My Life as an #Autism Mom
By Melinda Vasquez | Published on July 27, 2020 | 2 Minute Read
I can start from when I noticed a change or shift. After her MMR vaccine, she got a fever. Her first fever, in fact, so far after a vaccine. I didn’t think anything of it. She stopped dancing to the music we played. She became more reserved. Please do not misconstrue what my point is to this beginning. I don’t believe vaccines cause autism. Her most obvious personality changes that I can recall occurred during that time.
I am an autism mom # autism strong or rocks or whatever. Cooper's mom stated it best that one day she posted her struggles when autism won that day. This is not about self loathing as much as it’s about educating those you have little to not knowledge of autism or those who have strong opinions with no first hand experience.
My sweet Rachel was a “business of being born” baby. An unwanted c section was her way into this world. The most beautiful thing I had ever seen. I had always wanted to be a mother. She made me one and I love her extra for that. I was struggling with breastfeeding and supplementing. That journey came to an end when she was seven months. She wasn’t hitting her milestones after about 8 months or so. Her babbling was more like stutters. She loved, became indifferent, then hated anyone other than myself and my husband. These events were never considered as major concerns to us at the time. She was and is a happy child.
I knew right away. This is not a bagging right I want to own, trust me. I knew and joined a Facebook autism parent support group about a year and a half before the official diagnosis. She was evaluated locally when she was about 16 months. The tester was covered in puzzle piece ribbons and wearing a t- shirt; she was the whole nine yards. “I believe she is on the autism spectrum.” She handed me a paper, mentioned an additional referral for additional tests and pointed me to the exit. Some support it right. I called my mother in the parking lot and expressed my denial. My mom agreed. “She’s too young” “What do they know.” “They don’t know her.” After that day I never expressed denial again.
I’m not a religious person. I may have bargained with god, but I doubt it. I flipped flopped between accepted and angry for what seemed like forever. I am still angry that she has to struggle. It’s not fair for any human to be at war with themselves or their senses. It’s painful and painful to watch.
I am an autism mom. I sometimes envy moms with neurotypical children. But I don’t want a different child, just my child without the sensory issues.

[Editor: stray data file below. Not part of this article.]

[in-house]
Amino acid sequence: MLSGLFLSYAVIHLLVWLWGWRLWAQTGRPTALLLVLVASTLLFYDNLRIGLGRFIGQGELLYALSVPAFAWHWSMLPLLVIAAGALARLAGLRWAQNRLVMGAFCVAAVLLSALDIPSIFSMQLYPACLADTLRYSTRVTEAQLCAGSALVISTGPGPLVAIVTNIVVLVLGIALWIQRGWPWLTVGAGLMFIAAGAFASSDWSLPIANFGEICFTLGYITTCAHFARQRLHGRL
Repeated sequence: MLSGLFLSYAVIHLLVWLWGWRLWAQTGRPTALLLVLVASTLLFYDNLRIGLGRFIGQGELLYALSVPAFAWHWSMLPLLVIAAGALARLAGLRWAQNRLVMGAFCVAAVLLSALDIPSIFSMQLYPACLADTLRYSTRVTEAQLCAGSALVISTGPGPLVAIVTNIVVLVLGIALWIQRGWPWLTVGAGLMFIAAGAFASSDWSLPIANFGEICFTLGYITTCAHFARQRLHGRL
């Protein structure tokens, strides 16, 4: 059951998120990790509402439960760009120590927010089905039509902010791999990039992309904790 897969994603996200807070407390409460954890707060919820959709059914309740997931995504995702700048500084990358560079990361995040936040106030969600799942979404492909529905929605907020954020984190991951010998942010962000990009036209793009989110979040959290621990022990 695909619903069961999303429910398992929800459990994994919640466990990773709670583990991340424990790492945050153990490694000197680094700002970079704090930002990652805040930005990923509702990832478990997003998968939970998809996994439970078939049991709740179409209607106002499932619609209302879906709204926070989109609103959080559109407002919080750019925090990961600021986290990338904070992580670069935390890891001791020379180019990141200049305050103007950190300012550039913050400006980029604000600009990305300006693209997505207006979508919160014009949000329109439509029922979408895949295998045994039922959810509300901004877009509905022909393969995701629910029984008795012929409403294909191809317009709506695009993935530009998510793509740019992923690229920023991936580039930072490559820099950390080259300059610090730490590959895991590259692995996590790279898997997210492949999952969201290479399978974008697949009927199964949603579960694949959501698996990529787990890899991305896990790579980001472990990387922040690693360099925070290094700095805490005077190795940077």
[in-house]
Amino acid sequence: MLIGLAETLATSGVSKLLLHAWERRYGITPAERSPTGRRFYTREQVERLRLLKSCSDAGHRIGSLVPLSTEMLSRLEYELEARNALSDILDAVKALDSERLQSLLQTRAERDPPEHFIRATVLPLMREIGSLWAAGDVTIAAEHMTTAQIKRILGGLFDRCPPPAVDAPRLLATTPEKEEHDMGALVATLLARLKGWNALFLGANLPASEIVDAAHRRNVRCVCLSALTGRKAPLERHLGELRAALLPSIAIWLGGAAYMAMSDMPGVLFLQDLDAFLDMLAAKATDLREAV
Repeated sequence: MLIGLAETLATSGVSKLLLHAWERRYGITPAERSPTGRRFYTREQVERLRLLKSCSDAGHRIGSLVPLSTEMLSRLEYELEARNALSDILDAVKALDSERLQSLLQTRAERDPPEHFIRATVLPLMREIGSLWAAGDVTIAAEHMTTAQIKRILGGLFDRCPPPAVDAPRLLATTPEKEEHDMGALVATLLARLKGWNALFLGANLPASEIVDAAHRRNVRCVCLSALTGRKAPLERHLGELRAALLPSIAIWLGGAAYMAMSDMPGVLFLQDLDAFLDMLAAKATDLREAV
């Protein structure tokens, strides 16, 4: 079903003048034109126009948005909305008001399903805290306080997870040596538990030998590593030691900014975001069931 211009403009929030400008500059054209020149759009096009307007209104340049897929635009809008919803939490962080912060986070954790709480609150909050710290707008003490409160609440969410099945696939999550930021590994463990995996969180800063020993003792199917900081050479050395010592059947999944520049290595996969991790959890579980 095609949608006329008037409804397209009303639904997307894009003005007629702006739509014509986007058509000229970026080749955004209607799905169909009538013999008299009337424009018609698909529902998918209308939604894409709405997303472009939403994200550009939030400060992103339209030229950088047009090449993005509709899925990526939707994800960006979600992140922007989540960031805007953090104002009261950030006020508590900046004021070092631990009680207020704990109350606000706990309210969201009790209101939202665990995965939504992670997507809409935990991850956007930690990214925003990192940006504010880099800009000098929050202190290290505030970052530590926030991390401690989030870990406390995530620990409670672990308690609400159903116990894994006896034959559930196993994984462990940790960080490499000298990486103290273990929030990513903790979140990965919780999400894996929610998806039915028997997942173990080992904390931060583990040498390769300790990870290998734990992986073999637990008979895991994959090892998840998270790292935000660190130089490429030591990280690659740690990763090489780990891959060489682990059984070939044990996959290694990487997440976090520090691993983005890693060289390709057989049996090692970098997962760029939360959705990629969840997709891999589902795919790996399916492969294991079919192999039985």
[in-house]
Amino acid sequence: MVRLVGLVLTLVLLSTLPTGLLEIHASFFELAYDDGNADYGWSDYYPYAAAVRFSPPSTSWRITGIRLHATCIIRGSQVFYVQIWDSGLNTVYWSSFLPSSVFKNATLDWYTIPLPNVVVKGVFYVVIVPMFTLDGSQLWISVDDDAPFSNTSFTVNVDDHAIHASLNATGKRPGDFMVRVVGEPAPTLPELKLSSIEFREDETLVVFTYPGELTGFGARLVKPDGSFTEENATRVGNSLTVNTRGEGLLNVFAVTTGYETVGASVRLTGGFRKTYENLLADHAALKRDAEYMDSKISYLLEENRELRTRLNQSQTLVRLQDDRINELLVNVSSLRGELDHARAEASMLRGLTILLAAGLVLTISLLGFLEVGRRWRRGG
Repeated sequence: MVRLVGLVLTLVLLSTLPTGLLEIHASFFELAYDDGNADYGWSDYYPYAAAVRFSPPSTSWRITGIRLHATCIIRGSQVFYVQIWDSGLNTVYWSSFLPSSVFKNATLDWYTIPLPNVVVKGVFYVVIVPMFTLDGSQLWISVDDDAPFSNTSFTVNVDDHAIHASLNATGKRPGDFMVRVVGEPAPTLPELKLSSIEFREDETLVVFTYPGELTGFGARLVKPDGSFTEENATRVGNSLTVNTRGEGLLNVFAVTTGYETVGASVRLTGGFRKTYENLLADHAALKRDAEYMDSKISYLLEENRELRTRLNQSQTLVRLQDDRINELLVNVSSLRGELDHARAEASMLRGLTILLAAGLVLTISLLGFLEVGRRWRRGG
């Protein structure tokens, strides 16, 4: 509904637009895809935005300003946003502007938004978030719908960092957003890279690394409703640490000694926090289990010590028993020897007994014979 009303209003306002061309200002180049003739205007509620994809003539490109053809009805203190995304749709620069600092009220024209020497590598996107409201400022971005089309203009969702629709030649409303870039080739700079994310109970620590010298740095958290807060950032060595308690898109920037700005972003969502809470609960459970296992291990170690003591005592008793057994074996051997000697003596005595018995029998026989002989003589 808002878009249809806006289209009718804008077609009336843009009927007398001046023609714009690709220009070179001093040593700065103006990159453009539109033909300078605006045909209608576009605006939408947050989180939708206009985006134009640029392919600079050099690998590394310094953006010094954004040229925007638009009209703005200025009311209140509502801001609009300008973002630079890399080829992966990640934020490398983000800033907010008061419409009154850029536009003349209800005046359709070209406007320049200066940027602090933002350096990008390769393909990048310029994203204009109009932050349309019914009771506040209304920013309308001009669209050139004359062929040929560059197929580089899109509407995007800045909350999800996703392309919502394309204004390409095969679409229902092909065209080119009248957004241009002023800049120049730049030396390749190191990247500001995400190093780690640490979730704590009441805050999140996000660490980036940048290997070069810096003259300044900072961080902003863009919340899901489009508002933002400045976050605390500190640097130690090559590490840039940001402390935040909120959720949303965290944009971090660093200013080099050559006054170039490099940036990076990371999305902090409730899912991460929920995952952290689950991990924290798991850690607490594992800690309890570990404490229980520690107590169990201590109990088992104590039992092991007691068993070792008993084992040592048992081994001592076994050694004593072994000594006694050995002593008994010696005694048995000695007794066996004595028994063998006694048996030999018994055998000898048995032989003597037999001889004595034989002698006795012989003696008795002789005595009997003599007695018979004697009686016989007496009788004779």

My daughter is non verbal, pre verbal, not there yet, whatever. I have been told I’m negative; I’m realistic. I love my children no matter what their handicap or personality defect or whatever issue. Any mother who cares and loves their children selflessly and unconditionally would understand. I’m sorry but when you have to readjust your expectations of your child, you can relate more to what I’m referring to in this context. I mean all parents discover their children have personalities of their own and you cannot change them, in a general sense. Imagine if that expectation was turned 180. Your view has to change.
My children and I have morning and evening routines just like every other parent. I can switch things up with my autistic child. She can handle it for now. She is moderate on the spectrum. She stems and laughs and gets upset quickly. She and I are learning together, without help, how to regulate and defuse situations.
She has a therapist that comes to the house. She goes to pre k special education. She rides the bus to and from school.
Am I used to her arm flapping? Yes. Am I used to her sucking on her fingers? No. It’s nasty looking and sounding. I correct certain behaviors I deem not acceptable. That’s my choice as a parent. I’m not physically restraining her, but she does not self harm or harm others so I do not have to currently.
My sweet Rachel is beautiful. I want her to do her best. I’m like every other parent. If I could take away her autism I would. I would take away the pain and confusion it causes her. She deserves better than her autistic brain. I see her fight. I see her push herself. I see her wanting to communicate. She says some words all within the context of a conversation. She deserves more out of her life.
I am flawed. I am still learning about this. I wanted to share a little bit more. My child is autistic but she is more than that. She is an amazing person. I want her to live a happy and fulfilling life.
More selfishly, I want her to be happy with me. I hope I can provide what she needs and wants for her life.
The spectrum is so wide and she is so young. Her capabilities remain to be seen. Autistic individuals do not meet milestones on a “typical” timeline. I’m excited to see what she can do. We just won’t know exactly when. Lots of love and positive vibes.
About the Author
My name is Melinda Vasquez. I am 32 years old. I am in retail management. I have an autistic 4 year old daughter and a 15 month old son hitting his milestones. In my free time I love to craft and sensory play with my kids, cook, and paint.